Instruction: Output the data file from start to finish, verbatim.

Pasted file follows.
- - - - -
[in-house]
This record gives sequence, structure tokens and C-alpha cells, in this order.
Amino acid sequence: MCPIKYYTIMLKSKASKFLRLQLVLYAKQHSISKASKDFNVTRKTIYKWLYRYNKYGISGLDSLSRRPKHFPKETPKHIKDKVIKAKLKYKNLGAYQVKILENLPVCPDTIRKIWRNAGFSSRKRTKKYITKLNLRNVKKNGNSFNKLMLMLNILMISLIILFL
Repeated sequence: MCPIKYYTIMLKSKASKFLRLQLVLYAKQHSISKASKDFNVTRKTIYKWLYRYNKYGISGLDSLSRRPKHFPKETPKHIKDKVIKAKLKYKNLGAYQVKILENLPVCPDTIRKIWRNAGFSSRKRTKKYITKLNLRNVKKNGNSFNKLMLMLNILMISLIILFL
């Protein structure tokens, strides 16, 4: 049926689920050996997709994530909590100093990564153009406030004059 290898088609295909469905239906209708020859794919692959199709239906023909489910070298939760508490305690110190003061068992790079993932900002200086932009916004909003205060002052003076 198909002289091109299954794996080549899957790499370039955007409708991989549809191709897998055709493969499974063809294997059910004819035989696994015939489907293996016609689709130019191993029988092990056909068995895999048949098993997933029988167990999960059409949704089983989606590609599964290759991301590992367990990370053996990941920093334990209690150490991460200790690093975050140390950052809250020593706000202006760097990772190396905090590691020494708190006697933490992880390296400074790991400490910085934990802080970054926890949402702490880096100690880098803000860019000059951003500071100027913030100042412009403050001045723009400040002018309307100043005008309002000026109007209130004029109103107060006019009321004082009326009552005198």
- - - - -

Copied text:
[in-house]
This record gives sequence, structure tokens and C-alpha cells, in this order.
Amino acid sequence: MCPIKYYTIMLKSKASKFLRLQLVLYAKQHSISKASKDFNVTRKTIYKWLYRYNKYGISGLDSLSRRPKHFPKETPKHIKDKVIKAKLKYKNLGAYQVKILENLPVCPDTIRKIWRNAGFSSRKRTKKYITKLNLRNVKKNGNSFNKLMLMLNILMISLIILFL
Repeated sequence: MCPIKYYTIMLKSKASKFLRLQLVLYAKQHSISKASKDFNVTRKTIYKWLYRYNKYGISGLDSLSRRPKHFPKETPKHIKDKVIKAKLKYKNLGAYQVKILENLPVCPDTIRKIWRNAGFSSRKRTKKYITKLNLRNVKKNGNSFNKLMLMLNILMISLIILFL
């Protein structure tokens, strides 16, 4: 049926689920050996997709994530909590100093990564153009406030004059 290898088609295909469905239906209708020859794919692959199709239906023909489910070298939760508490305690110190003061068992790079993932900002200086932009916004909003205060002052003076 198909002289091109299954794996080549899957790499370039955007409708991989549809191709897998055709493969499974063809294997059910004819035989696994015939489907293996016609689709130019191993029988092990056909068995895999048949098993997933029988167990999960059409949704089983989606590609599964290759991301590992367990990370053996990941920093334990209690150490991460200790690093975050140390950052809250020593706000202006760097990772190396905090590691020494708190006697933490992880390296400074790991400490910085934990802080970054926890949402702490880096100690880098803000860019000059951003500071100027913030100042412009403050001045723009400040002018309307100043005008309002000026109007209130004029109103107060006019009321004082009326009552005198």